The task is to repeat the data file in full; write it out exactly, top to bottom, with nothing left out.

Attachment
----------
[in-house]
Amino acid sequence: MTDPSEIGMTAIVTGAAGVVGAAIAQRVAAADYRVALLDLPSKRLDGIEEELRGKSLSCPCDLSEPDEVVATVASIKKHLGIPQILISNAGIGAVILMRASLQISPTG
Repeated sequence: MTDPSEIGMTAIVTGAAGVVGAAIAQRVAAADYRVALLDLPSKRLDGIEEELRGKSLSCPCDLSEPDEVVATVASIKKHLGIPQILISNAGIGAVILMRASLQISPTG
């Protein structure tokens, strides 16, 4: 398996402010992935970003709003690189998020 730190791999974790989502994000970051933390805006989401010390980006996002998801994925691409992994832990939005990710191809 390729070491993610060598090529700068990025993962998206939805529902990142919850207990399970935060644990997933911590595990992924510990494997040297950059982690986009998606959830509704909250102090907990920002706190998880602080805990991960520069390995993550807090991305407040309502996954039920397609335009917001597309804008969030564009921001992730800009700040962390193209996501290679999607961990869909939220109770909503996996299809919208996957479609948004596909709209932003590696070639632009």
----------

[in-house]
Amino acid sequence: MTDPSEIGMTAIVTGAAGVVGAAIAQRVAAADYRVALLDLPSKRLDGIEEELRGKSLSCPCDLSEPDEVVATVASIKKHLGIPQILISNAGIGAVILMRASLQISPTG
Repeated sequence: MTDPSEIGMTAIVTGAAGVVGAAIAQRVAAADYRVALLDLPSKRLDGIEEELRGKSLSCPCDLSEPDEVVATVASIKKHLGIPQILISNAGIGAVILMRASLQISPTG
């Protein structure tokens, strides 16, 4: 398996402010992935970003709003690189998020 730190791999974790989502994000970051933390805006989401010390980006996002998801994925691409992994832990939005990710191809 390729070491993610060598090529700068990025993962998206939805529902990142919850207990399970935060644990997933911590595990992924510990494997040297950059982690986009998606959830509704909250102090907990920002706190998880602080805990991960520069390995993550807090991305407040309502996954039920397609335009917001597309804008969030564009921001992730800009700040962390193209996501290679999607961990869909939220109770909503996996299809919208996957479609948004596909709209932003590696070639632009």